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Garmin and Strava have some running goodies in store…maybe
About a year ago I had several disparate pieces of intel all pointing to the arrival of native Running Power for the Garmin environment. Clearly, that didn’t materialise because of Covid or other factors but native power rumblings keep sounding in the background and I’m hoping for something in the next 6 months, most likely with the Forerunner 955 (more details).
This post links together changes linked to Garmin Connect, Stryd, Strava and new Garmin watches for 2022…exciting news for everyone!
Native Running Power
It seems that Garmin has been working on native running power for some time and that it is close to going live. (2 industry sources)
I was surprised to hear this as my previous understanding was that Garmin and Stryd were both happy with the status quo whereby each of them produced and separately displayed/stored their own flavours of running power. To an outsider, this seemed a somewhat perverse stand-off as such an outsider would assume that Stryd would want to be natively integrated into the full Garmin ecosystem..not so.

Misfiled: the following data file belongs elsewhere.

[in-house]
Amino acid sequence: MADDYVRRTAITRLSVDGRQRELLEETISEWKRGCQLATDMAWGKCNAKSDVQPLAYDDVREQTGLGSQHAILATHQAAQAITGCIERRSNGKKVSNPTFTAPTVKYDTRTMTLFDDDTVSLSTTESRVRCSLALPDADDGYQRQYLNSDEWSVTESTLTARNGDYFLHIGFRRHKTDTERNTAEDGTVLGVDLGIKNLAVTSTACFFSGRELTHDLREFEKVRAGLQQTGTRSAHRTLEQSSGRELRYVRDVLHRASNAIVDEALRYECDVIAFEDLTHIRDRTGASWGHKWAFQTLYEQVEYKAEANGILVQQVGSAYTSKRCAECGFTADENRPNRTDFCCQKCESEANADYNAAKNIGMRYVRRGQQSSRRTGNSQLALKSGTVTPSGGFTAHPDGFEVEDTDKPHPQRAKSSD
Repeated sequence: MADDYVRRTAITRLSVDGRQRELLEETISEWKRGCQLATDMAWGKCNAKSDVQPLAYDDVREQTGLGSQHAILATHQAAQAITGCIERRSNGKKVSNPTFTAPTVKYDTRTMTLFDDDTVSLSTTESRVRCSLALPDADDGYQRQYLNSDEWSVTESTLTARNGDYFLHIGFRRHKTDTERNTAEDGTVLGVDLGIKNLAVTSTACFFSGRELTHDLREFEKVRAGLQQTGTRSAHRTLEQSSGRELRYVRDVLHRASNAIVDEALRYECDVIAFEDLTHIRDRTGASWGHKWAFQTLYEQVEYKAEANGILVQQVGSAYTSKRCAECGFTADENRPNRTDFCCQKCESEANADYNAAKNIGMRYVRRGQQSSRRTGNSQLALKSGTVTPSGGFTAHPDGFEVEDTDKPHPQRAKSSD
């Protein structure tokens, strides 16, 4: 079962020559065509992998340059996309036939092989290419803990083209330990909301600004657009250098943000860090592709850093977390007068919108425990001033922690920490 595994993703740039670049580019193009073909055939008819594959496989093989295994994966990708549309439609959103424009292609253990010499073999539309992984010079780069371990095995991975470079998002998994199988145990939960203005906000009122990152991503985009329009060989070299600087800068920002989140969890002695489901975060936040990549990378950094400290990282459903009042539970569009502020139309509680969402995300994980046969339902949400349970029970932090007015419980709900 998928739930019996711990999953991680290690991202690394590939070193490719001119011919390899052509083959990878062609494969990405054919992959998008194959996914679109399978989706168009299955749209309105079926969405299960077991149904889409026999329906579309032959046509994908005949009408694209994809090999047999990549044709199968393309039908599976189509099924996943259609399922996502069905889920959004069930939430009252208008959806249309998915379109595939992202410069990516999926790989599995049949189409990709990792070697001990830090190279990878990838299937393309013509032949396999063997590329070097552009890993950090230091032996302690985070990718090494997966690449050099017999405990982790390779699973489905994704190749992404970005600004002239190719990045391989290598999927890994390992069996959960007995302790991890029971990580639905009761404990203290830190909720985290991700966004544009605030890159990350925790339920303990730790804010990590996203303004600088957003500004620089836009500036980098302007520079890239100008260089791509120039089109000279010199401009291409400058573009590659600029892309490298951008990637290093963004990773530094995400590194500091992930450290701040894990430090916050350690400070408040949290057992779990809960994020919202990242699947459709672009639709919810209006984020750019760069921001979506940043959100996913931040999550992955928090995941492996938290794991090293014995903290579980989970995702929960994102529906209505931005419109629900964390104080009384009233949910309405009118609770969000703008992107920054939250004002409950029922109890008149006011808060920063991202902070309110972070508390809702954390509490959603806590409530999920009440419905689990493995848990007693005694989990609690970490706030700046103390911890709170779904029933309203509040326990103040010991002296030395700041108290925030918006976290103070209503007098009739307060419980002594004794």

My personal take was that perhaps the current impasse provided a significant barrier to entry for other startups? thus insulating Stryd from new competition to some degree.
What is native Running Power?
What is NATIVE Running Power? – ‘Native’ refers to when Running Power becomes an intrinsic and interwoven part of the platform just like heart rate, cadence, speed or bike power. Polar, Coros and Suunto already treat running power natively.